Research
Print page Print page
Switch language
The Capital Region of Denmark - a part of Copenhagen University Hospital
E-pub ahead of print

Randomised oral stimulation and exclusive breastfeeding duration in healthy premature infants

Research output: Contribution to journalJournal articleResearchpeer-review

DOI

  1. Is earlier better when it comes giving caffeine to preterm infants or are we risking unnecessary treatment and serious harm?

    Research output: Contribution to journalEditorialResearchpeer-review

  2. Predicting respiratory distress syndrome at birth using a fast test based on spectroscopy of gastric aspirates. 2. Clinical part

    Research output: Contribution to journalJournal articleResearchpeer-review

  3. Predicting respiratory distress syndrome at birth using fast test based on spectroscopy of gastric aspirates. 1. Biochemical part

    Research output: Contribution to journalJournal articleResearchpeer-review

  4. Undocumented migrant children in Denmark present with diverse health needs and sometimes have critical health conditions

    Research output: Contribution to journalJournal articleResearchpeer-review

  5. Children with dyskinetic cerebral palsy are severely affected as compared to bilateral spastic cerebral palsy

    Research output: Contribution to journalJournal articleResearchpeer-review

View graph of relations

AIM: Although exclusive breastfeeding is recommended for all newborn in the first six months of life, only 13% of Danish premature infants complies with this. This trial aimed to examine if oral stimulation prolonged exclusive breastfeeding in premature infants.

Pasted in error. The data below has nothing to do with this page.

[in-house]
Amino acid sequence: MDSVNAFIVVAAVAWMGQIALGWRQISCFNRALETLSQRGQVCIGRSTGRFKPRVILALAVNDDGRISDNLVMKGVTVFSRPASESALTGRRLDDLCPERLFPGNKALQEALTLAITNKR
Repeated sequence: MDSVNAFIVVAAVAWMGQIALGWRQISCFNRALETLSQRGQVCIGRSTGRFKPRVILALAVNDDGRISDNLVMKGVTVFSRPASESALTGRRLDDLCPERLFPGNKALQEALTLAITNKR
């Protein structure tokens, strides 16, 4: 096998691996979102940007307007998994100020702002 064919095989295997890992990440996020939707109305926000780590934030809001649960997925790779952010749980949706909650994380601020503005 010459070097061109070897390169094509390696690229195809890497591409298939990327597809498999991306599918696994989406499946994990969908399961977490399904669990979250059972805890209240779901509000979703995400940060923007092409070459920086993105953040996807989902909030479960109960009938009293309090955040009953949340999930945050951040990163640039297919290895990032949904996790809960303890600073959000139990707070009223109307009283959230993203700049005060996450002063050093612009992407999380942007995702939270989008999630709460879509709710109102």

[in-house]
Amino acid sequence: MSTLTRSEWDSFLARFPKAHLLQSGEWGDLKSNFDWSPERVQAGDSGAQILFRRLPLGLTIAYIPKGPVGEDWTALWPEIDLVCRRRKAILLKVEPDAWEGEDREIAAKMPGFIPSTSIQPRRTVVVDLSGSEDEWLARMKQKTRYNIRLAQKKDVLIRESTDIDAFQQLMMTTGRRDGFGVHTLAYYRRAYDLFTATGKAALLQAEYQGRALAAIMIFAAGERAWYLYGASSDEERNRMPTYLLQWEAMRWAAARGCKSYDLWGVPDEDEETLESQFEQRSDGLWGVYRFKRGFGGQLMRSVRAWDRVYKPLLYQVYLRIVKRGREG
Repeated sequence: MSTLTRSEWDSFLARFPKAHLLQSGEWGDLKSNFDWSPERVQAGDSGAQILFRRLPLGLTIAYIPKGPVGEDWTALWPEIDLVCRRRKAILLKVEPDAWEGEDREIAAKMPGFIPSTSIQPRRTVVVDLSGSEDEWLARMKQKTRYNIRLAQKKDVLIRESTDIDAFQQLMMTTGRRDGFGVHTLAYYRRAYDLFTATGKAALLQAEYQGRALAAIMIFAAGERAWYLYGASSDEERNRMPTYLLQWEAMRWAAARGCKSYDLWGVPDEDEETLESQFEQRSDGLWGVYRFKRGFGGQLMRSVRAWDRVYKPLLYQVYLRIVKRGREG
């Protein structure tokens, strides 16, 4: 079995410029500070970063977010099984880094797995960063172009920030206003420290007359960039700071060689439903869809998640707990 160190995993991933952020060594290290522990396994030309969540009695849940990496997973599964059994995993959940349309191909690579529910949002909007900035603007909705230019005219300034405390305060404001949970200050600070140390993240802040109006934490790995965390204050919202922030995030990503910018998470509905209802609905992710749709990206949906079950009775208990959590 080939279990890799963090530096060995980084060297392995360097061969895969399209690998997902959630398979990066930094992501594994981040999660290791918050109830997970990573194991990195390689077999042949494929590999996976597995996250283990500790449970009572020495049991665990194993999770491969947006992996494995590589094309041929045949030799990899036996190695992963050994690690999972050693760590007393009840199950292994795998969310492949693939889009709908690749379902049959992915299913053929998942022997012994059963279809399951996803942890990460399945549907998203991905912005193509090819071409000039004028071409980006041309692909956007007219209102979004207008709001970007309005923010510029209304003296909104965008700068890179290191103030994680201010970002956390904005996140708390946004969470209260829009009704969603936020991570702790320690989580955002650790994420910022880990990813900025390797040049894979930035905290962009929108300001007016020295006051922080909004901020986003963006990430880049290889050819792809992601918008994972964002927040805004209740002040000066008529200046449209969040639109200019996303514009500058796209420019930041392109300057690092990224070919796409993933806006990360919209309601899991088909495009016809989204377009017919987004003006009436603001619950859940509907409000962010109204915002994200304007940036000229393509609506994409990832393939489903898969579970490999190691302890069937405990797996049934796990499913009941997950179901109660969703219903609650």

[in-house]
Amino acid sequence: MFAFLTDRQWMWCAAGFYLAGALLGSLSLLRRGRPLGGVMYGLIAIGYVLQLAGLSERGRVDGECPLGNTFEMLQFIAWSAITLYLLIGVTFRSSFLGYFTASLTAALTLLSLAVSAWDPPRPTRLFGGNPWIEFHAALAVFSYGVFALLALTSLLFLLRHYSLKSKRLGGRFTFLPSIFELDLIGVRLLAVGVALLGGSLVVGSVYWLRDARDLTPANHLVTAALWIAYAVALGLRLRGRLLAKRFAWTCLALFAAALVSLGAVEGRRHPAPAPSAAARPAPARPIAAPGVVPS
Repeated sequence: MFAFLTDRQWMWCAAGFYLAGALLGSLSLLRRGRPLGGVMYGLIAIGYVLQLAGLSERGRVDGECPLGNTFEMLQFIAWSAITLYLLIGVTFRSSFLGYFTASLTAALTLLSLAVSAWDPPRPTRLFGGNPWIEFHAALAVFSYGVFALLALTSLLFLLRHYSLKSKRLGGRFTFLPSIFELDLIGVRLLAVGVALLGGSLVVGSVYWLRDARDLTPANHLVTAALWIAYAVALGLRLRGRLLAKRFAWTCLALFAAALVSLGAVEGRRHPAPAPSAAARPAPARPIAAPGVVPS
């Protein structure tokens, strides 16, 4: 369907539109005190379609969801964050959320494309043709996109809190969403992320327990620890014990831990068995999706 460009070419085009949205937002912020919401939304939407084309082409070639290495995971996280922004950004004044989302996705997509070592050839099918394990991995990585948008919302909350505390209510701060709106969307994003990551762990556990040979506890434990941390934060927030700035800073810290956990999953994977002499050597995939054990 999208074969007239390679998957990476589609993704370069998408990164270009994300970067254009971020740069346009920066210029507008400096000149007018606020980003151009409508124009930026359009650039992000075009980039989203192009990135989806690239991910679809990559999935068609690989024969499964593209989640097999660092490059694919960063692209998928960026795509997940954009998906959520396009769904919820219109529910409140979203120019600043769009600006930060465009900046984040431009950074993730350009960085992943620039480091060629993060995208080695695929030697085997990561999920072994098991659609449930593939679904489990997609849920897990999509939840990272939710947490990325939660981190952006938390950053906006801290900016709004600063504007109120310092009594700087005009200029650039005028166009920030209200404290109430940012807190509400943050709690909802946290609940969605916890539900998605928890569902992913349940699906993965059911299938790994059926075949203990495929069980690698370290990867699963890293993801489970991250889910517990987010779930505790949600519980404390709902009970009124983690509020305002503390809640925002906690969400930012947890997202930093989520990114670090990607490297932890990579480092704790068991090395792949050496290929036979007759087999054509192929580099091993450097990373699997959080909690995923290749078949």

METHOD: A randomised controlled trial was conducted at the Neonatal Intensive Care Unit, Hvidovre Hospital, Denmark between 2016 and 2018. Systematic oral stimulation was performed by the parents after training by occupational therapists. Primary outcome was exclusive breastfeeding duration with six months´ follow up, analysed by intention-to-treat.

RESULTS: Included were 211 infants (53% boys) with a mean gestational age of 231 days, allocated in ratio 1:1 to oral stimulation or standard care. There was no difference in exclusive breastfeeding duration between infants orally stimulated and control infants. Thus, for orally stimulated infants, median duration was 122 days (interquartile range 40-183) in contrast to 154 days (interquartile range 61-183) for the controls, p value 0.16. At six months of age 27% of orally stimulated infants were exclusively breastfeed compared with 25% of controls.

CONCLUSION: In healthy premature infants, oral stimulation performed by parents has no long-lasting effect on breastfeeding duration. Attention should be directed to parental education and involvement.

Original languageEnglish
JournalActa paediatrica
ISSN1651-2227
DOIs
Publication statusE-pub ahead of print - 18 Jan 2020

ID: 59033794